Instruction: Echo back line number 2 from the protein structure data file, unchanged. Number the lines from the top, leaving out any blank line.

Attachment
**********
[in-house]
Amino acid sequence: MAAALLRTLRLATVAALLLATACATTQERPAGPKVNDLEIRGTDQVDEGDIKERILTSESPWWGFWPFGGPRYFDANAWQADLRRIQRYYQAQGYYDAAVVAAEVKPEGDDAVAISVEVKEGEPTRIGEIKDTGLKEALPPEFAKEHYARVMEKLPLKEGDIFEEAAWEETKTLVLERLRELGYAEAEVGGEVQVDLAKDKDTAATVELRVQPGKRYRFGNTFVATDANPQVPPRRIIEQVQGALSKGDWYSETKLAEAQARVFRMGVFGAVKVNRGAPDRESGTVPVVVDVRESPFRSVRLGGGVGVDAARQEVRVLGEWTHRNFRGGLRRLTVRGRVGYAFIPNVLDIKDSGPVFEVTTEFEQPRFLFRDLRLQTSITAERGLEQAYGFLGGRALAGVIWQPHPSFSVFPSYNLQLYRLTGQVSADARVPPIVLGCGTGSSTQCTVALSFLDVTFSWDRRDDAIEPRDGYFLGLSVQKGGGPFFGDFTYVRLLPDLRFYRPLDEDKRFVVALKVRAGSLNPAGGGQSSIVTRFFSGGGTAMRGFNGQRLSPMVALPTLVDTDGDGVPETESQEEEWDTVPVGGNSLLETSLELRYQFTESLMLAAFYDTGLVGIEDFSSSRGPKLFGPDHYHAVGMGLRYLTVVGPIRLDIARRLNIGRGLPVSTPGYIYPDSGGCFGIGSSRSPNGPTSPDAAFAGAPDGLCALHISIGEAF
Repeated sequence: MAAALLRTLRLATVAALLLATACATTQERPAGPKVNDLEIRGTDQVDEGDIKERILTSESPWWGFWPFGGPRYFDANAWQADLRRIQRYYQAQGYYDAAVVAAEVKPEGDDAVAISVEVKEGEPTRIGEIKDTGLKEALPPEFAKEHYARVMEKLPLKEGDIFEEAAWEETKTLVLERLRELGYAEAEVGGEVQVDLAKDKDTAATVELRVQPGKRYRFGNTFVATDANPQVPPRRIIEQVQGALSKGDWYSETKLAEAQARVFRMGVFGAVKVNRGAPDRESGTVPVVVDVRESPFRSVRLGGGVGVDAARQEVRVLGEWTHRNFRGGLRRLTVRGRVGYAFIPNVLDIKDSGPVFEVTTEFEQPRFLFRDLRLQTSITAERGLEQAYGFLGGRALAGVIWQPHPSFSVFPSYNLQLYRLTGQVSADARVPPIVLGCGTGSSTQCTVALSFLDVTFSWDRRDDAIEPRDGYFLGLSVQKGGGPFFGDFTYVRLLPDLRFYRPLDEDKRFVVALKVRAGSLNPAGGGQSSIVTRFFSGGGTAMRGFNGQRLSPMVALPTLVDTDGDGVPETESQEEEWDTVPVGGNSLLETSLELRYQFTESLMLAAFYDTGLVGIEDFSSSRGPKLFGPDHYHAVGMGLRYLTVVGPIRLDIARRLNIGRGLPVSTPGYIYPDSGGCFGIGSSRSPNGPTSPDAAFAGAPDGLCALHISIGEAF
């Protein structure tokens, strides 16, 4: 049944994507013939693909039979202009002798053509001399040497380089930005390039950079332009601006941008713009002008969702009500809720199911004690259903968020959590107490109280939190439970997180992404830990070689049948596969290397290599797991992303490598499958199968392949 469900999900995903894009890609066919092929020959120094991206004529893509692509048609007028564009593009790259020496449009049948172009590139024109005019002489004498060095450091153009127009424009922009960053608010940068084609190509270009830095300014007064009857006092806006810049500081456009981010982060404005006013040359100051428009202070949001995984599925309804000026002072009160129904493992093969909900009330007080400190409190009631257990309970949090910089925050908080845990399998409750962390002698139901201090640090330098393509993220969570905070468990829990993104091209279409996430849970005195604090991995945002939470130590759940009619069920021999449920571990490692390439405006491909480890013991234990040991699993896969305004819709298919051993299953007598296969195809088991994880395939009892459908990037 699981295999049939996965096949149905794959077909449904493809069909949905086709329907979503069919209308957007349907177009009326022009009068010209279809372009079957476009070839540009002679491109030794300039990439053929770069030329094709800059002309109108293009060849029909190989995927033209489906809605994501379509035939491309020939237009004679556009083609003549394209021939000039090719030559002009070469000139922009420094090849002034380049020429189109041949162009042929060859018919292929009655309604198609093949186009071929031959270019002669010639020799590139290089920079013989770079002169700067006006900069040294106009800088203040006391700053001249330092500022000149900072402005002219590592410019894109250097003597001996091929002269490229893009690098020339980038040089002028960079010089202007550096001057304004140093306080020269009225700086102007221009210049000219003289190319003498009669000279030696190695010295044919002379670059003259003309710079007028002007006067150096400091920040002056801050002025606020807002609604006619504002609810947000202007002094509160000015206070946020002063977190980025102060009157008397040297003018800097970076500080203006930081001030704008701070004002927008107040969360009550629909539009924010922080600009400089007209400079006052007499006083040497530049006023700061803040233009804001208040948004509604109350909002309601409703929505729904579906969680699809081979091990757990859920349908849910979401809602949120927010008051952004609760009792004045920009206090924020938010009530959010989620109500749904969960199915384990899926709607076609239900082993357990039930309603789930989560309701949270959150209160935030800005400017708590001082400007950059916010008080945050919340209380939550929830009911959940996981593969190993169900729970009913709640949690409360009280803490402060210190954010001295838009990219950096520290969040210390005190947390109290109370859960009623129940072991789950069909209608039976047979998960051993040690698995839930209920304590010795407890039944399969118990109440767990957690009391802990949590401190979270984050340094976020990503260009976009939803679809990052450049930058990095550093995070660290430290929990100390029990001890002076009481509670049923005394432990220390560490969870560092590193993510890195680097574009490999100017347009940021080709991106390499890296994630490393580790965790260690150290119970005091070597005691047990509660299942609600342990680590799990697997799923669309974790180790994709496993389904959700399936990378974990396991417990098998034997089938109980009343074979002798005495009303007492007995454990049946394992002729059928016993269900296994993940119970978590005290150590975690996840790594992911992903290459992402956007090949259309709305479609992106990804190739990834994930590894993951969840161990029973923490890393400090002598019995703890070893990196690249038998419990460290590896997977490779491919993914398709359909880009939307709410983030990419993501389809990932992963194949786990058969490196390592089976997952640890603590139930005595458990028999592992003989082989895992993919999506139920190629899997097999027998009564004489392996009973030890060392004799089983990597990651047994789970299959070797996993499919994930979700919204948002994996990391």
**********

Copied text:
Amino acid sequence: MAAALLRTLRLATVAALLLATACATTQERPAGPKVNDLEIRGTDQVDEGDIKERILTSESPWWGFWPFGGPRYFDANAWQADLRRIQRYYQAQGYYDAAVVAAEVKPEGDDAVAISVEVKEGEPTRIGEIKDTGLKEALPPEFAKEHYARVMEKLPLKEGDIFEEAAWEETKTLVLERLRELGYAEAEVGGEVQVDLAKDKDTAATVELRVQPGKRYRFGNTFVATDANPQVPPRRIIEQVQGALSKGDWYSETKLAEAQARVFRMGVFGAVKVNRGAPDRESGTVPVVVDVRESPFRSVRLGGGVGVDAARQEVRVLGEWTHRNFRGGLRRLTVRGRVGYAFIPNVLDIKDSGPVFEVTTEFEQPRFLFRDLRLQTSITAERGLEQAYGFLGGRALAGVIWQPHPSFSVFPSYNLQLYRLTGQVSADARVPPIVLGCGTGSSTQCTVALSFLDVTFSWDRRDDAIEPRDGYFLGLSVQKGGGPFFGDFTYVRLLPDLRFYRPLDEDKRFVVALKVRAGSLNPAGGGQSSIVTRFFSGGGTAMRGFNGQRLSPMVALPTLVDTDGDGVPETESQEEEWDTVPVGGNSLLETSLELRYQFTESLMLAAFYDTGLVGIEDFSSSRGPKLFGPDHYHAVGMGLRYLTVVGPIRLDIARRLNIGRGLPVSTPGYIYPDSGGCFGIGSSRSPNGPTSPDAAFAGAPDGLCALHISIGEAF